It should work for employers too. One company that facilitates such a system claims that those who use it see a 41% reduction in staff turnover and that workers are nearly twice as likely to apply for a job that offers pay on demand. The slogan used by another such business, Instant Financial, sums the idea up as: a "solution to succeeding in the toughest labour market".

The arguments against catering to workers' demands in this way mostly come down to admin and expense. Transferring money to bank accounts or to prepaid debit cards costs either employers or employees something. The more often you do it, the more it costs. Lyft workers pay a 50-cent transfer fee when they drawdown, for example and that's a relatively low fee. Charges of this kind draw the criticism that pay on demand is no more than a cheaper version of a payday loan.

Advertisement - Article continues below

Then there is the fact that companies wanting to internalise the cost via their own payroll (rather than via effective loans from a payment company) usually have to submit data to the relevant tax authorities with each payment. Do that every day instead of every month and you'll need either better software or a lot more people. Finally, some take the view that allowing workers to draw their earnings as and when they want them will make it harder to budget sensibly.

These objections are all either manageable or irrelevant. The only thing that matters in a period of labour shortage is what a worker requires in order to take, and keep, the job that is offered. So to build a good workforce, employers will have to pay up for the relevant software; cover the extra transfer costs; manage their cash flow; and stop patronising low earners about their money management.

The Pye workers used the labour shortage as leverage to force their employers to pay them their way back in 1954. Today's workers will probably do the same. What labour wants labour will get.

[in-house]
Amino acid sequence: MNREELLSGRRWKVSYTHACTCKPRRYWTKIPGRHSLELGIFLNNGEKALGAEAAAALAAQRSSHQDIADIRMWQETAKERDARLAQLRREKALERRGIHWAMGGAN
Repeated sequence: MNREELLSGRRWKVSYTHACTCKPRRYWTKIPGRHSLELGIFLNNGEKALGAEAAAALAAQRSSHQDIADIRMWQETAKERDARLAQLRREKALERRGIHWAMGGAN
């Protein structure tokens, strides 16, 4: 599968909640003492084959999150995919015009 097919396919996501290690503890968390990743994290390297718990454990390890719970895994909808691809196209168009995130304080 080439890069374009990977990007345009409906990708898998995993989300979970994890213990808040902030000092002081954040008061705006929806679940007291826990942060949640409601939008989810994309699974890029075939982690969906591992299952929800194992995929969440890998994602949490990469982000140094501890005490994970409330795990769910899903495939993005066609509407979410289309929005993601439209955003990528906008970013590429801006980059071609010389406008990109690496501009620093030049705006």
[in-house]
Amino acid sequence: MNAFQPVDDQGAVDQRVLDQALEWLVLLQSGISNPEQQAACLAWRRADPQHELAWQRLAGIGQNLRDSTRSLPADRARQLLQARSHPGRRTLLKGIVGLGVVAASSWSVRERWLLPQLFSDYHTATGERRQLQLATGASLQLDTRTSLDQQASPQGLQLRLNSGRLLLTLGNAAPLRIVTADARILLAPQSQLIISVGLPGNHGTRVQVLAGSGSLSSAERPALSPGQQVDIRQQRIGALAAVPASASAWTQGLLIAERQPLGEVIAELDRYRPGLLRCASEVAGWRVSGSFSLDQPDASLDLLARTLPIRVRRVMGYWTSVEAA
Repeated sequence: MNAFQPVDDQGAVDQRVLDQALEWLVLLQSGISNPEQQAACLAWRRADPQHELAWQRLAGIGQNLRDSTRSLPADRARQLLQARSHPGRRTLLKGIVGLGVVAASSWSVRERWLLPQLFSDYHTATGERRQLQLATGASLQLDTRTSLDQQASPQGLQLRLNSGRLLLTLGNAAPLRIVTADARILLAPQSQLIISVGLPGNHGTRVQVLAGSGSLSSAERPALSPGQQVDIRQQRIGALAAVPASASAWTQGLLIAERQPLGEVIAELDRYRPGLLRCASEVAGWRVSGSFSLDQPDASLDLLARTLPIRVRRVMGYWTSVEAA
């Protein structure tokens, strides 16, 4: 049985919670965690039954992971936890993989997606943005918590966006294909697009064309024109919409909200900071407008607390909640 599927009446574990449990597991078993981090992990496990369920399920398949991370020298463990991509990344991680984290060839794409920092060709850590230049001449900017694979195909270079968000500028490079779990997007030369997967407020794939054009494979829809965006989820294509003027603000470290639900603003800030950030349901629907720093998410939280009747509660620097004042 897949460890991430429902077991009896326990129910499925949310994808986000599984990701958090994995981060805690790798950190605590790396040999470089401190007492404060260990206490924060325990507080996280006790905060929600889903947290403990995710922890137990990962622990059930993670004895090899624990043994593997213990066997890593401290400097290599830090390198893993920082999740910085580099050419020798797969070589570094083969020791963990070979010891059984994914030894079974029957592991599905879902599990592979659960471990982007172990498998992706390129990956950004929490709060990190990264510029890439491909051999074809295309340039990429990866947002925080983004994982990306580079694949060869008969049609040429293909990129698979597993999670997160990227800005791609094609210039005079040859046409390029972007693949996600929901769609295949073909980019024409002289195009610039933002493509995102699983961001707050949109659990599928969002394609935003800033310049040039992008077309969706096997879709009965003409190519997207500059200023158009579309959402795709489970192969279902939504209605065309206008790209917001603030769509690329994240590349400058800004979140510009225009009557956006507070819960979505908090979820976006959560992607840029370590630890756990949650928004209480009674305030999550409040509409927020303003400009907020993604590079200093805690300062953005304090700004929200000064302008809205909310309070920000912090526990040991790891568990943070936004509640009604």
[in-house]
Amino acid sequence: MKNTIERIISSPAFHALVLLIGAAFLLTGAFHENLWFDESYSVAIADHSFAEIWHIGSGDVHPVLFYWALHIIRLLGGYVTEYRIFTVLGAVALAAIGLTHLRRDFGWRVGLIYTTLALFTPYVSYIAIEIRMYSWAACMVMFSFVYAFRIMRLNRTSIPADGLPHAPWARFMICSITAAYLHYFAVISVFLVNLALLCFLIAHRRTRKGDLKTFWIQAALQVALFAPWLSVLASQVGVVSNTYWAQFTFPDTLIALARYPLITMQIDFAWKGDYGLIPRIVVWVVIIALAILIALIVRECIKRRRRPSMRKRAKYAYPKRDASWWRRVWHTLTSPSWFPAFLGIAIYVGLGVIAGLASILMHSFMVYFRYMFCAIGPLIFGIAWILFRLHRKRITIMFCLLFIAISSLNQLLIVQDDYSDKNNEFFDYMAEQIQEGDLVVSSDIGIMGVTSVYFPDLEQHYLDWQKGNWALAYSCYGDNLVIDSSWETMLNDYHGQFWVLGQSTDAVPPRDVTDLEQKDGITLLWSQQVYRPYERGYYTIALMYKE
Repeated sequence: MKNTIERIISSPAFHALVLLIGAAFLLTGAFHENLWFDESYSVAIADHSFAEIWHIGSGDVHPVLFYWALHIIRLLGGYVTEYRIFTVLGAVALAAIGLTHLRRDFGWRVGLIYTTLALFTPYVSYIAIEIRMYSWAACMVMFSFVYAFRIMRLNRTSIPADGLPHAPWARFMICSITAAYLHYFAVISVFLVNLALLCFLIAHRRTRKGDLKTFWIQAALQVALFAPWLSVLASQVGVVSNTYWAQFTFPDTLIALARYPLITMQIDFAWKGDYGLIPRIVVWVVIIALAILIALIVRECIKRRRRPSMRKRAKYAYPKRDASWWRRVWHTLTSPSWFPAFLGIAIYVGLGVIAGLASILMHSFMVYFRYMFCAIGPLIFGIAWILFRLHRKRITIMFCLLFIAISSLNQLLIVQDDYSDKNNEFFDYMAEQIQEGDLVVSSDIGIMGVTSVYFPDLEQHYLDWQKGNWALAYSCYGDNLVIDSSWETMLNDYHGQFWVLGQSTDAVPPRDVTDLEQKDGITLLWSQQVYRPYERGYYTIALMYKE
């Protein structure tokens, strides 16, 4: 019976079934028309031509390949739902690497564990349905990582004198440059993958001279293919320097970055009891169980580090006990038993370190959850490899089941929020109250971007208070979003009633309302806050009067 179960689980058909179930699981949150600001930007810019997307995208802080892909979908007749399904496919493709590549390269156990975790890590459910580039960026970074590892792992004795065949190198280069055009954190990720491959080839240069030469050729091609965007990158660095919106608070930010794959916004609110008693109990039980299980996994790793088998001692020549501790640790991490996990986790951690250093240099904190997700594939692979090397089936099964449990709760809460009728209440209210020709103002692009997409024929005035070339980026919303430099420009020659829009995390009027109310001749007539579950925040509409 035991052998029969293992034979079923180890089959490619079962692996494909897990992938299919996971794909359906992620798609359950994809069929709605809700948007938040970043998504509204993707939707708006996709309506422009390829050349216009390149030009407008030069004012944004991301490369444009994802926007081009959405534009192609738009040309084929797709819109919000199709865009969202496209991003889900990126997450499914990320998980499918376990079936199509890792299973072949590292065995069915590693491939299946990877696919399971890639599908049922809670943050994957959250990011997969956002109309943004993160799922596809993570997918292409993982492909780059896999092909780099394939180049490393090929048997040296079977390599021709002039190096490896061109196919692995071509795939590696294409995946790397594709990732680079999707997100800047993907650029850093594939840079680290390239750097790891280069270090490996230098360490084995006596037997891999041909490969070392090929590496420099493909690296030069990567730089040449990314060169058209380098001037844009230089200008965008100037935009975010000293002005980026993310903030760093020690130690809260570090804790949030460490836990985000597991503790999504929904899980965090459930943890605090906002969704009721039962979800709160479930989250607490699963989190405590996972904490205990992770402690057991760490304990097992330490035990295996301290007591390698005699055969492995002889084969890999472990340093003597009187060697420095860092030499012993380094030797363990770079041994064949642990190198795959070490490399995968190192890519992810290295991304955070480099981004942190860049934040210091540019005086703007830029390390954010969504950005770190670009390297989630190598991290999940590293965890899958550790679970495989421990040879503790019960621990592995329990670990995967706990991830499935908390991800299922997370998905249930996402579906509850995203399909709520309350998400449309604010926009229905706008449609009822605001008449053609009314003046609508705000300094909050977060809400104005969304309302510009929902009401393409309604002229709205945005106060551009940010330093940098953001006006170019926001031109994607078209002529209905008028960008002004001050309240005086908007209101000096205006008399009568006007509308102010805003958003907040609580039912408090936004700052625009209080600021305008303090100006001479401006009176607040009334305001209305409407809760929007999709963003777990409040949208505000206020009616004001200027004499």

This article was first published in the Financial Times

Advertisement
Advertisement

Recommended

How long can the good times roll?
Economy

How long can the good times roll?

Despite all the doom and gloom that has dominated our headlines for most of 2019, Britain and most of the rest of the developing world is currently en…
19 Dec 2019
Listed companies are dying out, and that could have serious consequences
Stockmarkets

Listed companies are dying out, and that could have serious consequences

Private equity is taking over from public stockmarkets as the biggest provider of capital to companies. That’s bad for investors and bad for society a…
3 Aug 2020
Reasons for investors to be cheerful
Investment strategy

Reasons for investors to be cheerful

Markets are betting on a V-shaped recovery – and recent data suggests that they may be right.
3 Aug 2020
1 August 1981: MTV goes on air
This day in history

1 August 1981: MTV goes on air

On this day in 1981, MTV went on the air. It was an instant success, gaining two million viewers within less than a year.
1 Aug 2020

Most Popular

Gold bugs' dreams are coming true – but we could still see a V-shaped recovery
Gold

Gold bugs' dreams are coming true – but we could still see a V-shaped recovery

John and Merryn talk about how it's perfectly reasonable to expect a V-shaped recovery and to continue holding gold as well. Plus, inflation, staycati…
30 Jul 2020
UK banks have had a shocking week – so it’s probably a good time to buy
UK stockmarkets

UK banks have had a shocking week – so it’s probably a good time to buy

Lloyds Bank reported a £676m loss this week. And, with all of the UK's high street banks having a terrible time of things, bank stocks are detested ri…
31 Jul 2020
The charts that matter: gold finally sets a new record high 
Global Economy

The charts that matter: gold finally sets a new record high 

As gold surges past its previous high, John Stepek looks at how it's affected the charts that matter most to the global economy.
1 Aug 2020